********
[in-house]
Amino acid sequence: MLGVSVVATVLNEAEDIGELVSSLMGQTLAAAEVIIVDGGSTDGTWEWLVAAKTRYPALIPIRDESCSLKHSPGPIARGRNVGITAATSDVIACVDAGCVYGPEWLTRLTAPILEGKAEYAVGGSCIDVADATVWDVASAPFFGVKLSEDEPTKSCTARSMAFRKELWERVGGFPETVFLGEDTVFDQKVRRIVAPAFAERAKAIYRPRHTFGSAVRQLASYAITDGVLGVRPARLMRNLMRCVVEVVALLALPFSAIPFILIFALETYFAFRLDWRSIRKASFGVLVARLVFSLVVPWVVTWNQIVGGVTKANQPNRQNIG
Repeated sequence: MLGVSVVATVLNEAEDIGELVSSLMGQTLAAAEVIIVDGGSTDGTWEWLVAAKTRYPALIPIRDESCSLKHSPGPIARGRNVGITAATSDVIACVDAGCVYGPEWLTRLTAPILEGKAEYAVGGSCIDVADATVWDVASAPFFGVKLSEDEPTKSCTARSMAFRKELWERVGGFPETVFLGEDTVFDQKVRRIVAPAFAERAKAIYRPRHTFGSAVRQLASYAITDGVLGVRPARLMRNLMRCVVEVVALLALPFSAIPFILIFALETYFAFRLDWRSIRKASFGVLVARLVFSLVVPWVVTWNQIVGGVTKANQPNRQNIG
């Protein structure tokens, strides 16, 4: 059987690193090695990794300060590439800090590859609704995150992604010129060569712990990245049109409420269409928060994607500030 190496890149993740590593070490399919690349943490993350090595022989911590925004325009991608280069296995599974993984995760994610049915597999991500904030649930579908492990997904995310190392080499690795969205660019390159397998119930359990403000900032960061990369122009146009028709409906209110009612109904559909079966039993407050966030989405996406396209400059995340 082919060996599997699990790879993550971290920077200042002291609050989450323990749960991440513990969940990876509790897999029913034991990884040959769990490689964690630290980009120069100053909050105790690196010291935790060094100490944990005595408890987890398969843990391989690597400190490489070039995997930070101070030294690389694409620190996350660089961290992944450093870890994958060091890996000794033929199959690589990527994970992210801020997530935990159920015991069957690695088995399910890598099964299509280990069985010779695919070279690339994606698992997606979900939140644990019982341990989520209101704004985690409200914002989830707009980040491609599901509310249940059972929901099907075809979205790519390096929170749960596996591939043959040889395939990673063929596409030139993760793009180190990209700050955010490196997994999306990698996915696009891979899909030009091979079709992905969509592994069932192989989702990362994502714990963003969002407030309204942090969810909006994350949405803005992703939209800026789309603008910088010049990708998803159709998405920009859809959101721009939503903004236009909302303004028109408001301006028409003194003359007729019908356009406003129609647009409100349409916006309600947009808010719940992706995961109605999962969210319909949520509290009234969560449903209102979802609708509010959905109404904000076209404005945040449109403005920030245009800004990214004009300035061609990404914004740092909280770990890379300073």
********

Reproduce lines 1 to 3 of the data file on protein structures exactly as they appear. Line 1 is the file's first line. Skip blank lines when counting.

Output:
[in-house]
Amino acid sequence: MLGVSVVATVLNEAEDIGELVSSLMGQTLAAAEVIIVDGGSTDGTWEWLVAAKTRYPALIPIRDESCSLKHSPGPIARGRNVGITAATSDVIACVDAGCVYGPEWLTRLTAPILEGKAEYAVGGSCIDVADATVWDVASAPFFGVKLSEDEPTKSCTARSMAFRKELWERVGGFPETVFLGEDTVFDQKVRRIVAPAFAERAKAIYRPRHTFGSAVRQLASYAITDGVLGVRPARLMRNLMRCVVEVVALLALPFSAIPFILIFALETYFAFRLDWRSIRKASFGVLVARLVFSLVVPWVVTWNQIVGGVTKANQPNRQNIG
Repeated sequence: MLGVSVVATVLNEAEDIGELVSSLMGQTLAAAEVIIVDGGSTDGTWEWLVAAKTRYPALIPIRDESCSLKHSPGPIARGRNVGITAATSDVIACVDAGCVYGPEWLTRLTAPILEGKAEYAVGGSCIDVADATVWDVASAPFFGVKLSEDEPTKSCTARSMAFRKELWERVGGFPETVFLGEDTVFDQKVRRIVAPAFAERAKAIYRPRHTFGSAVRQLASYAITDGVLGVRPARLMRNLMRCVVEVVALLALPFSAIPFILIFALETYFAFRLDWRSIRKASFGVLVARLVFSLVVPWVVTWNQIVGGVTKANQPNRQNIG